In a deeply weird experiment, scientists have transplanted eyes onto the rear ends of tadpoles, and discovered that they can still see.
The experiment shows vision doesn't, as you'd surely assume, need a direct neural connection to the brain. The team says it has implications for the treatment of blindness - although it stops short of recommending eye transplants for the backside.
"One of the big challenges is to understand how the brain and body adapt to large changes in organization," says Douglas J Blackiston of Tufts University. "Here, our research reveals the brain's remarkable ability, or plasticity, to process visual data coming from misplaced eyes, even when they are located far from the head."
In their experiment, the team surgically removed the developing eyes from frog embryos, marked them with fluorescent proteins and grafted them onto the rear ends of another set of embryos. They grew into what are known as 'ectopic eyes', after which the recipients' natural eyes were removed. Fluorescence microscopy showed various patterns of nerves - but none of the animals developed nerves connecting the eyes to the brain.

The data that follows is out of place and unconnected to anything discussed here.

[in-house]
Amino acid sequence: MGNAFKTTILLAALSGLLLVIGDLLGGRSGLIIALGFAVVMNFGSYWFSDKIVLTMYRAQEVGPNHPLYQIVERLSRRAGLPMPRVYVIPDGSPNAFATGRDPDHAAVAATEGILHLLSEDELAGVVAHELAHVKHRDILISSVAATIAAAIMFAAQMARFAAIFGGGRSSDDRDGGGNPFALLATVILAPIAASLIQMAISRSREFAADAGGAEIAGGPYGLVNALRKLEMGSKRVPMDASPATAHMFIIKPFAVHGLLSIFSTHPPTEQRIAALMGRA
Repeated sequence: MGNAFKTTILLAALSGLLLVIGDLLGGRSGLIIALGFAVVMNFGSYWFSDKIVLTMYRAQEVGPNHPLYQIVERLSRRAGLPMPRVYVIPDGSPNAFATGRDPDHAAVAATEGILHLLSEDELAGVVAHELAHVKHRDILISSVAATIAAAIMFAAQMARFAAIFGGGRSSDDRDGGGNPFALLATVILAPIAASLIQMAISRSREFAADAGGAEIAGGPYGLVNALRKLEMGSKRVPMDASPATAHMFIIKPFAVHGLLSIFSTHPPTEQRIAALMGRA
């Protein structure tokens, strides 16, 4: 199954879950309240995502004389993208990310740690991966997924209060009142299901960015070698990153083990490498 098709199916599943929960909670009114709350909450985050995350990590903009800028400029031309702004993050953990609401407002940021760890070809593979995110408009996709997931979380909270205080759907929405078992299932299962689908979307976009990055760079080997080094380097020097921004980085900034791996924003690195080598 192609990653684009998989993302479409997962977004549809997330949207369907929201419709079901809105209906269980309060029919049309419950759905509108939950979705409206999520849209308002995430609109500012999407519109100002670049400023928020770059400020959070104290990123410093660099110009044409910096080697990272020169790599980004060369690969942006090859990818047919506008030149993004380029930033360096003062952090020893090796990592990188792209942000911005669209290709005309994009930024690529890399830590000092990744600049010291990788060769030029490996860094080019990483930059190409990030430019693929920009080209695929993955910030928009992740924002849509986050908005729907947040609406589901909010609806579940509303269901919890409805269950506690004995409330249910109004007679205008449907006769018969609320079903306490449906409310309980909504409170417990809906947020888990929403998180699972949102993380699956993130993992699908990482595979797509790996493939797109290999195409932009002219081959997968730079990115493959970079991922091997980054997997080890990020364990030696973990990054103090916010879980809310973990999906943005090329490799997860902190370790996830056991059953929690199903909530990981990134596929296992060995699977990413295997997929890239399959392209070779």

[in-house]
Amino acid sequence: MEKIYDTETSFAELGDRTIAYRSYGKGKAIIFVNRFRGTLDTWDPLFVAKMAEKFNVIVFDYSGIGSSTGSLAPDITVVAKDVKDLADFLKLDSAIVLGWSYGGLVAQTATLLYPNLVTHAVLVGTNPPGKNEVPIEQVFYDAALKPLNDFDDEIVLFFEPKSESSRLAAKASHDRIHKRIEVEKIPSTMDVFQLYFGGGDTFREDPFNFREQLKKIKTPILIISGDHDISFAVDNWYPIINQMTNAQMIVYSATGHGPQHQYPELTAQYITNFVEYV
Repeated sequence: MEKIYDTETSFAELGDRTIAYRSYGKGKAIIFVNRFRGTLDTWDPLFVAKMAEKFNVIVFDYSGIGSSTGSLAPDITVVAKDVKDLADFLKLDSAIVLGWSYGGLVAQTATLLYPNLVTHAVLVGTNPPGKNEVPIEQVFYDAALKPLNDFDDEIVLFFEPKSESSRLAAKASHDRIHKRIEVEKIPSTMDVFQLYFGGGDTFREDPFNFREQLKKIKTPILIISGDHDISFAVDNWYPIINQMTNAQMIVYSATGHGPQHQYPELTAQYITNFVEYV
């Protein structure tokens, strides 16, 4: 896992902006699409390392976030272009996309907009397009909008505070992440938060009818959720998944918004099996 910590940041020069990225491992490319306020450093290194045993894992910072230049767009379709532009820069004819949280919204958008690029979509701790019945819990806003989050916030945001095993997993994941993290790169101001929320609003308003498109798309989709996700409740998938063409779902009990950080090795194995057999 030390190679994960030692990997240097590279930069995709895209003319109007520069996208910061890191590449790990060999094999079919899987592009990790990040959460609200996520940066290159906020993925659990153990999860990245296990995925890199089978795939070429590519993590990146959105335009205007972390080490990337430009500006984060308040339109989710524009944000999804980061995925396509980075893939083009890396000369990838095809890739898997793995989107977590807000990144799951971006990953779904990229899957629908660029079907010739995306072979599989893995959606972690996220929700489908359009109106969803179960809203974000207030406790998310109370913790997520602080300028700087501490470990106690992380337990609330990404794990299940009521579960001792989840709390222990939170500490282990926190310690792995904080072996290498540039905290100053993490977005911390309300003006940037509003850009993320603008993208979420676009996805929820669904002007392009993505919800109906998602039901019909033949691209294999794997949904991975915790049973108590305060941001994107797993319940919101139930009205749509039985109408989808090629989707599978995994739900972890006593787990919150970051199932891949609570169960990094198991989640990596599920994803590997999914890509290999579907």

The team then developed a test to see whether the tadpoles could see. Different areas of water were lit by either red or blue LED lights, and the tadpoles given electric shocks in one.
And, found the team, just over 19 percent of the animals learned to respond - despite the fact that their optic nerves were connected only to the spine. They behaved in exactly the same way as normal tadpoles.
"This has never been shown before," says Professor Michael Levin. "No one would have guessed that eyes on the flank of a tadpole could see, especially when wired only to the spinal cord and not the brain."
The findings show just how adaptable the brain can be. And one of the most fascinating areas for future investigation, say Blackiston and Levin, is the question of exactly how the brain recognizes that the electrical signals coming from tissue near the gut should be interpreted as visual data.
In computer engineering, Levin points out, this problem is usually solved by a 'header' — a piece of metadata attached to a packet of information that indicates its source and type. It may be something like this that's going on here.